Sunday, June 5, 2011
ArchEnemy by Frank Beddor
The war for Wonderland has become a war for Imagination!
King Arch has declared himself King of Wonderland as Alyss searches wildly for the solution to the metaphysical disaster that has engulfed her Queendom. The power of Imagination has been lost!
Alyss's search for answers takes her to London where Arch's assassins threaten Alice Liddell and her family. But after coming to her adopted family's assistance, Alyss discovers herself trapped in a conundrum of evaporating puddles. The shimmering portals that exist to transport her home through the Pool of Tears are disappearing! What is happening in Wonderland? Deep within the Valley of Mushrooms the Caterpillar Oracles issue this prophecy: "Action shall be taken to ensure the safety of the Heart Crystal. For Everqueen." But who is Everqueen?
So...the third and final book in the Looking Glass Wars trilogy. I'd like to say it was a vast improvement from the previous two installments, but that would be a lie. It was pretty much another 370 pages of the same. Mediocre writing, sloppy sentence structures and a shaky plot.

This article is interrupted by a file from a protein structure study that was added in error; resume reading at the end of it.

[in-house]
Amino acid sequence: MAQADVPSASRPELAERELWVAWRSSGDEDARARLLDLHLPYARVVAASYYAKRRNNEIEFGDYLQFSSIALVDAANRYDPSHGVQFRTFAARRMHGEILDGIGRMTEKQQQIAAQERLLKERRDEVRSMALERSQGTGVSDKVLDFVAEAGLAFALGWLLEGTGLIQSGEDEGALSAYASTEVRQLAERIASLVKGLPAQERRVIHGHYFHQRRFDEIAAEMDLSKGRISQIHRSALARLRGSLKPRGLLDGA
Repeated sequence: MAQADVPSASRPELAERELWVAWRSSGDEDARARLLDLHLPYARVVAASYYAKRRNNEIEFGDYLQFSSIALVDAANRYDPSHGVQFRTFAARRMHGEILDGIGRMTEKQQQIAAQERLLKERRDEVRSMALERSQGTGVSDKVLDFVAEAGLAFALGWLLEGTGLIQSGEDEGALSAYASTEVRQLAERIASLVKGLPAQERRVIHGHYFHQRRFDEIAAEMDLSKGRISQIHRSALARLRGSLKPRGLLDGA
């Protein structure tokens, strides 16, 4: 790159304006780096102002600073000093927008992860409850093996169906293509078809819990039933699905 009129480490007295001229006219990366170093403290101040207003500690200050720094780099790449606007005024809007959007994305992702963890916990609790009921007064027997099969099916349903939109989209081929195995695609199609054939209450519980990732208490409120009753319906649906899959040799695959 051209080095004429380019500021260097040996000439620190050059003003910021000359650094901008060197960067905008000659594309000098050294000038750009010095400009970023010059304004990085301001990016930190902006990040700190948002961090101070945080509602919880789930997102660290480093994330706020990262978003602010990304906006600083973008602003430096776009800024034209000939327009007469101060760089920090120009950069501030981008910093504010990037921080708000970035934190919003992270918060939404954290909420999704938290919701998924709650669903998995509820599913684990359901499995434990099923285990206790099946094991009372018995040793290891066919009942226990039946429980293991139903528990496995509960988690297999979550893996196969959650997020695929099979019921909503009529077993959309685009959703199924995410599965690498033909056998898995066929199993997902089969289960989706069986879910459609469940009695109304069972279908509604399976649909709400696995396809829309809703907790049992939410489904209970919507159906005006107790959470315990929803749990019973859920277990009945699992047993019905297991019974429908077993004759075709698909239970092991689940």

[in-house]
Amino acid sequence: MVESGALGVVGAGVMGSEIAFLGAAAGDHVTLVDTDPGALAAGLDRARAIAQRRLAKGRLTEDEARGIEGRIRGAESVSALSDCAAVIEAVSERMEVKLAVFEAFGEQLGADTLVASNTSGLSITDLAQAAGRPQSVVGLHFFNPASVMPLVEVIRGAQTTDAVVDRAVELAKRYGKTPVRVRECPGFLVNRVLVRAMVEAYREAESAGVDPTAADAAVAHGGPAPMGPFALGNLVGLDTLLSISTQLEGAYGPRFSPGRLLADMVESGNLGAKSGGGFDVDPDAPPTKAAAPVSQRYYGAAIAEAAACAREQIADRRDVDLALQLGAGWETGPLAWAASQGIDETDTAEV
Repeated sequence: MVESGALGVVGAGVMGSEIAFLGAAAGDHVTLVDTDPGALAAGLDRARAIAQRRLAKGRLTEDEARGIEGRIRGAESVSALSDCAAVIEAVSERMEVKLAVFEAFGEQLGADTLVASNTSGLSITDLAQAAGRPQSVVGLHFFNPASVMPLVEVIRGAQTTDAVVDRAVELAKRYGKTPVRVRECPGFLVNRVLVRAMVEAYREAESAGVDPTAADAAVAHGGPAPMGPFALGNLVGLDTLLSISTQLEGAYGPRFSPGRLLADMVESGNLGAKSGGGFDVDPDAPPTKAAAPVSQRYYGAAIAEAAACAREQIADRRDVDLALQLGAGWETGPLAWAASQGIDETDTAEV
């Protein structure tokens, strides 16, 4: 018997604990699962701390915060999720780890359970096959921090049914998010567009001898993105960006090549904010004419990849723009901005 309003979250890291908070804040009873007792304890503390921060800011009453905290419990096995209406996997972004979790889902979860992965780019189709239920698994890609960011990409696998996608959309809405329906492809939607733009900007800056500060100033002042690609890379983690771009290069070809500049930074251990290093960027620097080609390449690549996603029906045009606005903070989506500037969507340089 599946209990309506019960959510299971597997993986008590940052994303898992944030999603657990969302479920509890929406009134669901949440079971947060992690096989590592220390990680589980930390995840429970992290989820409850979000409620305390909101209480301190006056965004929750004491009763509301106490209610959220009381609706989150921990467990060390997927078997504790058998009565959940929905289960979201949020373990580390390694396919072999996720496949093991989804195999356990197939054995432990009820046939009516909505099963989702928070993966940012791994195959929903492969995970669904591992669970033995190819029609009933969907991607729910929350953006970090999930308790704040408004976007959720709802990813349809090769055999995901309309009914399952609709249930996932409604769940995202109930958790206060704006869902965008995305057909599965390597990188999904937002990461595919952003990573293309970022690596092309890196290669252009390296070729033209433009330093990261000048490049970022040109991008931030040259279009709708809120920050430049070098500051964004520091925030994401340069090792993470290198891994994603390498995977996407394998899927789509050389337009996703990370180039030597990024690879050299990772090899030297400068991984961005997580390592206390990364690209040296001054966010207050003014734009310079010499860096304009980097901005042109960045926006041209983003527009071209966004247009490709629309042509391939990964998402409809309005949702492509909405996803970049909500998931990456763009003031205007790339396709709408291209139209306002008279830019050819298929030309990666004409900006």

This review's gonna be pretty abbreviated. I really can't write another blog about how it's not great but it's not horrible. So I'm just gonna add a couple more comments that came to me, while taking notes on this reading experience.
Beddor has this strange habit of making up a word or device, but failing to adequately define what exactly it means. The idea of creating your own world of inventions isn't an unheard of practice in the sci-fi/fantasy genre, but the fact that he consistently names off gadgets and fails to even give a basic description was slightly annoying. I could get an idea in my head that would do for the sake of picturing actions in my head, but the fact that I don't what I should be imagining took away from the ability to know that I was on the same proverbial page as the author.
This strange practice is made further confusing by Beddor's almost anal attention to detail in other aspects of the story. He went so far as to make the Lewis Carroll in the book have a stutter (something which a quick Google search shows me was factual), but then is completely lax on defining what a "smail-transport" is. Odd, to say the least.
I also found myself a little put off by Beddor's need to write in sound effects. I didn't like being taken out of the story, cause I had to spend an unnecessary length of time trying to figure out the pronunciation of "feeeeeeeooooooshhhhkaaaghghgk". "Bang", "boom" or even "fwoosh" would do the job just as easily and my brain doesn't try to eat itself.
Bottom line, same as the last two, it's a decent read for a boring afternoon with nothing else to do. I can't say it's a great ending to the trilogy, but it's passable.